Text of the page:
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Cambridge Colleges are often thought of as places of teaching, and indeed they are, but their Fellows are all engaged in high-level research across a wide range of academic areas. It is their work that makes Cambridge the leading research university in the UK, and one of the very best research institutions in the world. Caius has a large and active Fellowship and makes a correspondingly large contribution to the research output of the University. In addition, our postgraduate students play a major role in the University's research activities.
Caius has a long and distinguished record of research in the arts and sciences, and today more than ever research is a vital part of our educational mission. Among our former Fellows and members number such luminaries as William Harvey, the discoverer of circulation of the blood, James Chadwick, the discoverer of the neutron, Francis Crick, the co-discoverer of the structure of DNA, Joseph Needham, the great historian of Chinese science, Charles Sherrington, the neurophysiologist who coined the term 'synapse', Howard Florey, the co-discoverer of penicillin, Michael Oakeshott, the influential conservative philosopher and Joseph Stiglitz, the Nobel Prize-winning economist. Today's Fellows and their graduate students continue this tradition. They are active in research fields as diverse as protein folding, gothic architecture, engineering for a low-carbon future, metaphysics, the history of political thought, comparative family law, and heart disease. It is not easy to give a representative account of the research activities of a large and productive College in a few lines, but many of our Fellows have links to their own personal and departmental websites from this site. These will often give a sense of Fellows' individual research activities. Snapshots of the research activities of some of our Fellows are available by following the appropriate link to the left of the screen.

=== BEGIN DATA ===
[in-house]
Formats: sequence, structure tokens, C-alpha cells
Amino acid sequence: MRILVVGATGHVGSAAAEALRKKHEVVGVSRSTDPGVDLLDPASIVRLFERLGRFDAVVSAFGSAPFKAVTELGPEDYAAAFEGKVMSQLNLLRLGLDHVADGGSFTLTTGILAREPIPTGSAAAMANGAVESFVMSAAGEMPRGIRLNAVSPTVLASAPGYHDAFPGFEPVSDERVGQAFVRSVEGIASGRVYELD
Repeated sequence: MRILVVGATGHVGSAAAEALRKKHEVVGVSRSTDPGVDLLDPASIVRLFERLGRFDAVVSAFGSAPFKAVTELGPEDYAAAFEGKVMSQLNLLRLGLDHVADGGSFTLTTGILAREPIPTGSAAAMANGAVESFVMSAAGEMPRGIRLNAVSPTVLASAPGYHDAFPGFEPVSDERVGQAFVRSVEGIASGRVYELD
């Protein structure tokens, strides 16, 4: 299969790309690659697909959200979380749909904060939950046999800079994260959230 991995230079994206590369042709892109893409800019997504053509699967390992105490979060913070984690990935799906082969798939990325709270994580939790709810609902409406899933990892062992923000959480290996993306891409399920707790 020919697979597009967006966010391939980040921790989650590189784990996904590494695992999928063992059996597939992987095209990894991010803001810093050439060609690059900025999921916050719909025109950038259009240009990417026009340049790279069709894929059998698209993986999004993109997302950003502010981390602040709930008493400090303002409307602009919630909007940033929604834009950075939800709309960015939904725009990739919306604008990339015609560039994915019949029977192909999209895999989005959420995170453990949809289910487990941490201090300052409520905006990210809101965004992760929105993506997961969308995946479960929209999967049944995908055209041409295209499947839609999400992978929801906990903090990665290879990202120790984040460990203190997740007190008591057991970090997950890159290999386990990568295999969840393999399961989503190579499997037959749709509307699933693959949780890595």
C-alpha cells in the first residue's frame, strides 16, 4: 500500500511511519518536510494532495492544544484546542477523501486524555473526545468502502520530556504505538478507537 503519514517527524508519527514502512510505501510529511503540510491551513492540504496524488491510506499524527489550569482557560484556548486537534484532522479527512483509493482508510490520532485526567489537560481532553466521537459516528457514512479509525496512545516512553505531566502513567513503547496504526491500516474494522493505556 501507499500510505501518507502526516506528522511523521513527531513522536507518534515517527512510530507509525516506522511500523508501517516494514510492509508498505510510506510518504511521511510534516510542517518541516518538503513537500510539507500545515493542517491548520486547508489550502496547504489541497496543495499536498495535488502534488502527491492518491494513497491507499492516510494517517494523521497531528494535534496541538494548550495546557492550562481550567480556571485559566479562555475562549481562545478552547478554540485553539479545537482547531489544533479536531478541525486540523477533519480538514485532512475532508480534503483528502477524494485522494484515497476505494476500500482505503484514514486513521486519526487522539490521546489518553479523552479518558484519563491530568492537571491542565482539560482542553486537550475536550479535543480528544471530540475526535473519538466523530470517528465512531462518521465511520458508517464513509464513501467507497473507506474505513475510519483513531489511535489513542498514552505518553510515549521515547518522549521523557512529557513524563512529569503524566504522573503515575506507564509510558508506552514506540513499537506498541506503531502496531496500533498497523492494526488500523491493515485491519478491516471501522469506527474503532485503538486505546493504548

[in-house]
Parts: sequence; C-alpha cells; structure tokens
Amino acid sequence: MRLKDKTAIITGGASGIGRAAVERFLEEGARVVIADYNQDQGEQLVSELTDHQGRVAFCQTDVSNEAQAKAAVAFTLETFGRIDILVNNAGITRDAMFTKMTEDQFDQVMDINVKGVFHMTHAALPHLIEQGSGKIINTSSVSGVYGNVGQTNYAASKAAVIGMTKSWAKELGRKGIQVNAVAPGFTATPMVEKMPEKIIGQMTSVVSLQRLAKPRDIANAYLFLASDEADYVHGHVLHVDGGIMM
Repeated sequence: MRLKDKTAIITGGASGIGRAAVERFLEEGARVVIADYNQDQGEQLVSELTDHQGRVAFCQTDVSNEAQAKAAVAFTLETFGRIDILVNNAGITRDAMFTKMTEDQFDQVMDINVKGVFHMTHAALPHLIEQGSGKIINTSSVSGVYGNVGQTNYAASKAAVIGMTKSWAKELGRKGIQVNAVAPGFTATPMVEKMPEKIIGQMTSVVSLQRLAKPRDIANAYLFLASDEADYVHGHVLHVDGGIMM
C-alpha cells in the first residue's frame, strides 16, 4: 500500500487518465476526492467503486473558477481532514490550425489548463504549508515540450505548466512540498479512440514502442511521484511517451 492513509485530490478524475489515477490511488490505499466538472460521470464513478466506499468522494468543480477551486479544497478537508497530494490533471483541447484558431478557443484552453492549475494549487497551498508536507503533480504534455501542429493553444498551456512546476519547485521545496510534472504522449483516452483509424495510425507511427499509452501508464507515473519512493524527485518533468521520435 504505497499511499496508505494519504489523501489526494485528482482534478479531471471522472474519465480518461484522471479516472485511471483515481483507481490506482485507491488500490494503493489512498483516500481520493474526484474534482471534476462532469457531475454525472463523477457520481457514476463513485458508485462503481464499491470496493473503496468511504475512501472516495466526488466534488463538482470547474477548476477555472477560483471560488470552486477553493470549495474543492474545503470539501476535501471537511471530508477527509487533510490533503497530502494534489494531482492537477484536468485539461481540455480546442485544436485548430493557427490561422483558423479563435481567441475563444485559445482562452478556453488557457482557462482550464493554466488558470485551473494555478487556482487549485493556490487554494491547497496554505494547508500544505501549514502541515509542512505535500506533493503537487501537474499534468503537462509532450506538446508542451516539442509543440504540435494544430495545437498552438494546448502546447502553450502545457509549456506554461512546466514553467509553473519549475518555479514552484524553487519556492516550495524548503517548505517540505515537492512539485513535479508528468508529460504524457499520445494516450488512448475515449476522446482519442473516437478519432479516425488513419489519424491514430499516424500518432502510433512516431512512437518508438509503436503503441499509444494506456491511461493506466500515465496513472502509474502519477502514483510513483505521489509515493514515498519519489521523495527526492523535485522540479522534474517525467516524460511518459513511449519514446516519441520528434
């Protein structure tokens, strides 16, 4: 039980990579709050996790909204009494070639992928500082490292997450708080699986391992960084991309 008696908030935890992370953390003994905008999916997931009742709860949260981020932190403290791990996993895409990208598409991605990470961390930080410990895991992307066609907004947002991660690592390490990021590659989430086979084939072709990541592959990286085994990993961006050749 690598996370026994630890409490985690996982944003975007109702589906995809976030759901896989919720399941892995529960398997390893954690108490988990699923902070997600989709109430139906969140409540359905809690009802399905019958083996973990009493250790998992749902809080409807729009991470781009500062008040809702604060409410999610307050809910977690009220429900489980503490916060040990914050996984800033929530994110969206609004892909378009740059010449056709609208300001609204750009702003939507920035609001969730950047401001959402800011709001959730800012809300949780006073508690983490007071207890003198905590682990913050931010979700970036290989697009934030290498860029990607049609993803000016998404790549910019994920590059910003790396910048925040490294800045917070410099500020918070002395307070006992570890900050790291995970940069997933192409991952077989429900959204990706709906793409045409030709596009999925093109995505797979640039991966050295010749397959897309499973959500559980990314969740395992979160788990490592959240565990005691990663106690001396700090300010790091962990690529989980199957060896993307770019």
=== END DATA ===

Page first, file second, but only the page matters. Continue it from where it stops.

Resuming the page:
In addition to Fellowships for senior academics, Caius provides Research Fellowships for early-career scholars with exceptional research promise. Four are appointed annually and — with several hundred applications each year — these positions are highly prized; their holders add a sparkling intellectual dimension to College life
Many current and former Caius Fellows have been awarded major national and international research prizes. Twelve current Fellows are also Fellows of the Royal Society and eight are Fellows of the British Academy, the most prestigious research societies in the sciences and arts respectively. Perhaps most strikingly, twelve Caians have won Nobel Prizes. Only one Oxbridge College (Trinity College, Cambridge) has a higher total.
1932 Sir Charles Sherrington – neurophysiologist (student and fellow)
1935 Sir James Chadwick – physicist, discoverer of the neutron (student, fellow, and master)
1945 Sir Howard Florey – co-discover of penicillin (fellow)
1954 Max Born – physicist (visiting student)
1962 Francis Crick – discovery of the structure of DNA (PhD student and honorary fellow)
1972 Sir John Hicks – economist (fellow)
1974 Anthony Hewish – astronomer (student and fellow)
1976 Milton Friedman – economist (visiting fellow)
1977 Sir Nevill Mott – theoretical physicist (fellow and Master)
1984 Sir Richard Stone – economist (student)
2001 Joseph Stiglitz – economist (fellow)
2008 Roger Tsien – chemist (fellow)
You can find out much more about the research activities of the wider University community here.